‘LALISA’: How a Thai girl became the Queen of K-pop
“I wanna be one of… part of them. I wanna be a K-pop artist,” BLACKPINK main dancer and lead rapper Lalisa Manoban, better known by the mononym Lisa, says in a voice-over in the fan-made documentary “LALISA”. Posted on the TIN x LISA YouTube channel last year by a fan from the Philippines to celebrate Lisa’s birthday on March 27, “LALISA” chronicles the unlikely story of a young girl in Thailand who loved to dance and dreamed of becoming a K-pop artist. Who was born as Pranpriya Manoban but changed her name to Lalisa (“one who is praised”) after a fortune teller told her it would bring her prosperity. Who overcame the odds and beat 3,999 other applicants during her audition on her way to becoming the most popular female K-pop artist — in fact, one of the most popular K-pop idols around the world.
“I remember she jumped off the stage and like came right in my face and I was like, ‘Yo!’ You know what I mean? She has the courage to do that? She is confident,” says Danny Im, a former member of the Korean hip-hop group 1TYM who was a YG Entertainment producer and one of the judges when the company decided to hold its very first audition in Thailand in 2010. It was an open audition, with not only Thai applicants joining, but also South Koreans and other foreign nationals living in Thailand.
Born to do this
A then 13-year-old Lisa beat the other 3,999 applicants, and the following year she flew to South Korea alone, without even knowing how to speak Korean. She became YG Entertainment’s first non-Korean trainee, and, more than five years later, their first non-Korean K-pop idol when BLACKPINK debuted on Aug. 8, 2016.
“When I first arrived, I couldn’t communicate with anyone at all. So at that time, it was really hard because I couldn’t understand anyone. And in the company, no one was allowed to speak English to me, because my Korean had to improve quickly,” Lisa says.
Determined to make her dream come true, Lisa shares she would usually practice until 3 or 4 AM.
“You may not have a second chance,” she says.
In fact, her talent, passion, and determination made her truly stand out among the trainees. Her fellow BLACKPINK members Jisoo, Jennie, and Rosé have said that Lisa was the only trainee to get straight As in all her evaluations.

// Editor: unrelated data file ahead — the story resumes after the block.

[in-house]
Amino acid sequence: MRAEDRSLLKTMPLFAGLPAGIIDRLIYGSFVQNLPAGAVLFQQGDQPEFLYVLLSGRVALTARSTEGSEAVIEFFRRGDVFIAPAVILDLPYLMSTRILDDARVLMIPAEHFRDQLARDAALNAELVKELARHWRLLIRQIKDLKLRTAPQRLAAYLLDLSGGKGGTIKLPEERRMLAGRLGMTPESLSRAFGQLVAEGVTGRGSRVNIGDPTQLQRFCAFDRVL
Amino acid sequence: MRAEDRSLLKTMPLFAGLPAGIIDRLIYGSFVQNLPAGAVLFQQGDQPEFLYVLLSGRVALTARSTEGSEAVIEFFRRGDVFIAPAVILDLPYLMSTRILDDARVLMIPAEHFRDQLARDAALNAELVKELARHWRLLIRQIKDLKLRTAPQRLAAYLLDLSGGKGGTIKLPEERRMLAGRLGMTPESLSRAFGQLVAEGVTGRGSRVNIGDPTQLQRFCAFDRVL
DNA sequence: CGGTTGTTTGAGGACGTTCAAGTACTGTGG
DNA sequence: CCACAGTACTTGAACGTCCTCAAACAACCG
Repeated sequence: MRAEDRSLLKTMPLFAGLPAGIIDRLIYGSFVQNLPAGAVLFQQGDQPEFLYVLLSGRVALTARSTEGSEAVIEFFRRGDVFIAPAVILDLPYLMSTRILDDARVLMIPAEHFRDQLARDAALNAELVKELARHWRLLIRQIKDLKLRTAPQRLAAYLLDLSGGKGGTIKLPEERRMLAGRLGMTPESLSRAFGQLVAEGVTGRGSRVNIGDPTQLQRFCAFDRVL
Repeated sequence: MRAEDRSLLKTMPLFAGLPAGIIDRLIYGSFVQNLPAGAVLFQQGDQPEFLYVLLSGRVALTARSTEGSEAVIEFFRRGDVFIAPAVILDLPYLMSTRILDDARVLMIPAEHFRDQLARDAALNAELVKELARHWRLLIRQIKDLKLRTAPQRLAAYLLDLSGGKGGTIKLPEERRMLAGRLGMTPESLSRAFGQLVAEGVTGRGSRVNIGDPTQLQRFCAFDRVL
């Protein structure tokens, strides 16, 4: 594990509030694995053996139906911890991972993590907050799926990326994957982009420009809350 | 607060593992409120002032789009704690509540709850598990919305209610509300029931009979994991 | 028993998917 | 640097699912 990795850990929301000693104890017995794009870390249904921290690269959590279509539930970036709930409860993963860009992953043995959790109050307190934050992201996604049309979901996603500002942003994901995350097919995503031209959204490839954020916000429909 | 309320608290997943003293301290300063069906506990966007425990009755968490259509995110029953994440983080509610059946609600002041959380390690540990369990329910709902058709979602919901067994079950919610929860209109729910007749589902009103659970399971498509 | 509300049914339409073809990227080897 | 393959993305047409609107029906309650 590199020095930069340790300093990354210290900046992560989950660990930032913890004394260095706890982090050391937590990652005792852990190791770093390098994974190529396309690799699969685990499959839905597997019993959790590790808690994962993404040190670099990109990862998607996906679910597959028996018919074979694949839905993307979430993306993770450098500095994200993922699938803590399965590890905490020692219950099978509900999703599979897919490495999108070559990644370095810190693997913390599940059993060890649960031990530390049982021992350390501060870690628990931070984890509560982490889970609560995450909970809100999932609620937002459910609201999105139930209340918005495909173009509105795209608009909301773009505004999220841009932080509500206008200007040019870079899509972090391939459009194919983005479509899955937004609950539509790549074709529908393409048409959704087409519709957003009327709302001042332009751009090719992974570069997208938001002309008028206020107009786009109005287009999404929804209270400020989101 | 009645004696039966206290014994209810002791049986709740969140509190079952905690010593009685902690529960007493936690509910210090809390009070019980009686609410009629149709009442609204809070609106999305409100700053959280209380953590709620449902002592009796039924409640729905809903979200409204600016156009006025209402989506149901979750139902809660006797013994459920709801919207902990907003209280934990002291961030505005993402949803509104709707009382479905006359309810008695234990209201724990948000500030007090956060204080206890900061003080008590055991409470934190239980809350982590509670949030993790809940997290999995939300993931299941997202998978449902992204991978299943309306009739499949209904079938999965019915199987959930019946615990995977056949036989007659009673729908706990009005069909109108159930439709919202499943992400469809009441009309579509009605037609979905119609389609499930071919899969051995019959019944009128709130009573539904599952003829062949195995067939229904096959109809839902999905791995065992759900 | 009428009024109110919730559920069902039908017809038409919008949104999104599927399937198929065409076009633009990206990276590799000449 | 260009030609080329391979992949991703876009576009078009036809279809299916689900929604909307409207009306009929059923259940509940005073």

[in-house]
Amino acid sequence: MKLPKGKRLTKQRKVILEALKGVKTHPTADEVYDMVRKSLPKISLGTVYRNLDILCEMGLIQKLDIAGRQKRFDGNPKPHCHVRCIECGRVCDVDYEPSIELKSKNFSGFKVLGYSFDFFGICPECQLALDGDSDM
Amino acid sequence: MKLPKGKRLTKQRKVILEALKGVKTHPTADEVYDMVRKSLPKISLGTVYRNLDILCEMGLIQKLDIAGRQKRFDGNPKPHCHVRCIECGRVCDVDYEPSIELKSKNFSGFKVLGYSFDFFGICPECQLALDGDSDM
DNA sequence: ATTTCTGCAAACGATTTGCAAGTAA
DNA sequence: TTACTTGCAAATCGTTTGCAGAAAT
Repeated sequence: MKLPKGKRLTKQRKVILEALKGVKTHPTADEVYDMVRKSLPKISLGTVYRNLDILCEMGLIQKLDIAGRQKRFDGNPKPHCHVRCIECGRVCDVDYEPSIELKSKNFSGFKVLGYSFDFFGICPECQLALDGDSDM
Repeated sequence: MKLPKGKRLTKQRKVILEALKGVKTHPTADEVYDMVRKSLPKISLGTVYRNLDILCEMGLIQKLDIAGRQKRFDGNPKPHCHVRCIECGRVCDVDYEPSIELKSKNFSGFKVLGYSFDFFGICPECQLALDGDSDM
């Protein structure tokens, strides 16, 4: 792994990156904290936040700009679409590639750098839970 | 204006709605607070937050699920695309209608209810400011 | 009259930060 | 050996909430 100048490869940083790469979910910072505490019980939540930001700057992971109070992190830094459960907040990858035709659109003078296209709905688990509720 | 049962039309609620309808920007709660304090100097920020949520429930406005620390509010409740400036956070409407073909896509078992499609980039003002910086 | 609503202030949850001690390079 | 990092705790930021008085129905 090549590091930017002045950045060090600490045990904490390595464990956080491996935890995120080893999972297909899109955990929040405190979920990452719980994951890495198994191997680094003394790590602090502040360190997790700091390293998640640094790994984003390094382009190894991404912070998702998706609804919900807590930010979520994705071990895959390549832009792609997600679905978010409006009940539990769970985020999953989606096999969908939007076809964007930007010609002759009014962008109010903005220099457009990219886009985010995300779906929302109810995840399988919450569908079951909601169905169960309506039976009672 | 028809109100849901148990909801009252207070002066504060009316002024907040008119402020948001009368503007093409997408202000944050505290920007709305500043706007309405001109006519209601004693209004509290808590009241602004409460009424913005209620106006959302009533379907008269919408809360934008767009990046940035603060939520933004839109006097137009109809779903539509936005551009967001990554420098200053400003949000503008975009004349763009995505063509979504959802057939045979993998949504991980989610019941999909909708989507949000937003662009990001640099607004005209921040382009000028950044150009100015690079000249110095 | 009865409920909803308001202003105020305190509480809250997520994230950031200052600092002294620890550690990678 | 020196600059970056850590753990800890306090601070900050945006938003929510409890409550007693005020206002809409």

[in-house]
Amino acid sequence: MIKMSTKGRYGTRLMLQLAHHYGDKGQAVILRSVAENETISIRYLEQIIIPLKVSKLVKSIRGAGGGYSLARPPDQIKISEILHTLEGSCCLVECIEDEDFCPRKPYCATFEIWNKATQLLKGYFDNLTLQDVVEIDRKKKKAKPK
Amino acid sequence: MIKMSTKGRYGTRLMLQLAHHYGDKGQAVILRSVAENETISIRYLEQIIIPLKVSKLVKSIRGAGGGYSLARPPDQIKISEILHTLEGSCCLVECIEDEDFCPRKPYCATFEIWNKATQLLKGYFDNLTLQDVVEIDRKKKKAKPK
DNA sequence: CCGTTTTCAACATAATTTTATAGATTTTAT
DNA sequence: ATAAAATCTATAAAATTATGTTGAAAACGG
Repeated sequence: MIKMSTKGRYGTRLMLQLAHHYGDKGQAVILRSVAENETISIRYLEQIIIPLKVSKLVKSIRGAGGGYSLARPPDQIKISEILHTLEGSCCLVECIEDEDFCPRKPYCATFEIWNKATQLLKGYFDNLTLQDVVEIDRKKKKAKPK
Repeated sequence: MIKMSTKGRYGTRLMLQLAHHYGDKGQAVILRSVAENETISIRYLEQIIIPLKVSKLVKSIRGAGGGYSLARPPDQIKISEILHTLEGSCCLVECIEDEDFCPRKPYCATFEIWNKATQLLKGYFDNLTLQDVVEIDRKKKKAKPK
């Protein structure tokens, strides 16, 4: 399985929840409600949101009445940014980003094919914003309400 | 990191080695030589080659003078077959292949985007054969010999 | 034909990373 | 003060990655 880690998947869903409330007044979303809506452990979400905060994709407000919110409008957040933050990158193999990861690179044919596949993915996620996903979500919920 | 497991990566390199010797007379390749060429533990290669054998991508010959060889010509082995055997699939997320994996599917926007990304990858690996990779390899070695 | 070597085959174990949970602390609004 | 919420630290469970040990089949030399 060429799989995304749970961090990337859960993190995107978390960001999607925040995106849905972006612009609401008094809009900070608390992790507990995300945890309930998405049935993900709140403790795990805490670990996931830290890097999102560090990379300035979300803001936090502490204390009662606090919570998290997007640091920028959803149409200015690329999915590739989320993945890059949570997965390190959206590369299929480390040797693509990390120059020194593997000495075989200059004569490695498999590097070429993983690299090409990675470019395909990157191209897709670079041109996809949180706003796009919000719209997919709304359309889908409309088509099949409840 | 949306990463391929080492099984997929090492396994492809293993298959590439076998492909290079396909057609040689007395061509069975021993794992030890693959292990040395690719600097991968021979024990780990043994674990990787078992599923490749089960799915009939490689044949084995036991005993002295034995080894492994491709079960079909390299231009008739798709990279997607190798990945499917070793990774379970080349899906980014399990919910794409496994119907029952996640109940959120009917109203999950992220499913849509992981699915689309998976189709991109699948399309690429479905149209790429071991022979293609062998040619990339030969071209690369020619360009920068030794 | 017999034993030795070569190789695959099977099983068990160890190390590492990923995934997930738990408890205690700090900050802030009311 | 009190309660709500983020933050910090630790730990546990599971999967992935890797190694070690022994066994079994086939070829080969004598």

“It’s sad to say the very first group of people that trained with me, none of them are here with me right now. And as soon as Lisa came in, that’s when I thought, ‘Wow, there are people born to do this,’” Jennie said in the Netflix documentary “BLACKPINK: Light Up the Sky”.
‘Lalisa’ and ‘Money’
Already one of the world’s most popular and successful K-pop idols, Lisa’s fame is expected to grow even more with her solo debut tomorrow, Sept. 10. In fact, her solo debut album, also called “LALISA”, has already surpassed 700,000 stock pre-orders worldwide as of Aug. 30, setting a new record for a female K-pop soloist.
Apart from the title track “Lalisa”, Lisa’s first single album features the song “Money”, as well as instrumental versions of the two songs. Both “Lalisa” and “Money” will be hip-hop songs, according to YG Entertainment.
Anticipation for the “Lalisa” music video (MV) has reached a fever pitch, with the MV teaser generating one million views in just 18 minutes when it was uploaded on YouTube on Sept. 7.
Lisa will hold a “LALISA” V LIVE countdown on Sept. 10 at 12 PM Korean Standard Time (KST) — one hour before the launch of her album. She will perform “Lalisa” on “The Tonight Show Starring Jimmy Fallon” on Sept. 10.
“I know you’re not gonna lie to me, Lisa,” Woody quips in the preview clip.
Lisa will also hold a special online show for her fans worldwide on Sept. 14 at 8 PM KST. Dubbed as #OUTNOW Unlimited: LISA, this will be broadcast live through Naver NOW.
Lisa will be performing her first solo album title track, “LALISA” on this broadcast. She also plans to actively interact with fans through the TALK LIVE corner and XR (extended reality) technology, where fans can participate and add fun to the broadcast.
Thai and proud of it
Lisa’s rise to fame, however, also has a dark side. As a non-Korean K-pop idol, she has been subject to discrimination and racist attacks all these years.
“Many Korean netizens have been attacking Lisa for not being a pure Korean idol,” says a voice-over in the documentary. “There were some Korean netizens who started bashing Lisa, from her appearance at awards shows to just downright racist attacks.”
The unfortunate truth is that some Knetz and K-pop fans are racist and misogynistic. Imagine, then, how much they hate the fact that a female Thai K-pop idol is wildly popular and successful.
Lisa’s fans worldwide, however, have always rallied around her to protect her, and Lisa’s fellow BLACKPINK members are there to support and encourage their maknae (youngest member).
“Whatever these people were trying to accomplish has failed. Support for Lisa is off the charts and it’s only brought her even more fans. And because of that, hashtag #RespectLisa wasn’t just trending within the fan community. It was trending worldwide.”
As a successful K-pop idol, Lisa is also sharing the lessons she learned and encouraging a new generation of trainees. She became the dance mentor on the Chinese idol survival program “Youth With You” starting with its second season in 2020.
“I used to want to be a successful idol, too. Now I’ve become an idol myself,” she says.
Her advice to trainees? “If you keep sticking to your dream, it will come true.”
Lisa proves that dreams do come true. That K-pop belongs to the world, not to some toxic Knetz. And that Lisa belongs with the people who love her, not with haters.
In one of the clips, someone asks Lisa: “If you can be born again, what do you want to be?”
And Lisa replies: “Just myself.”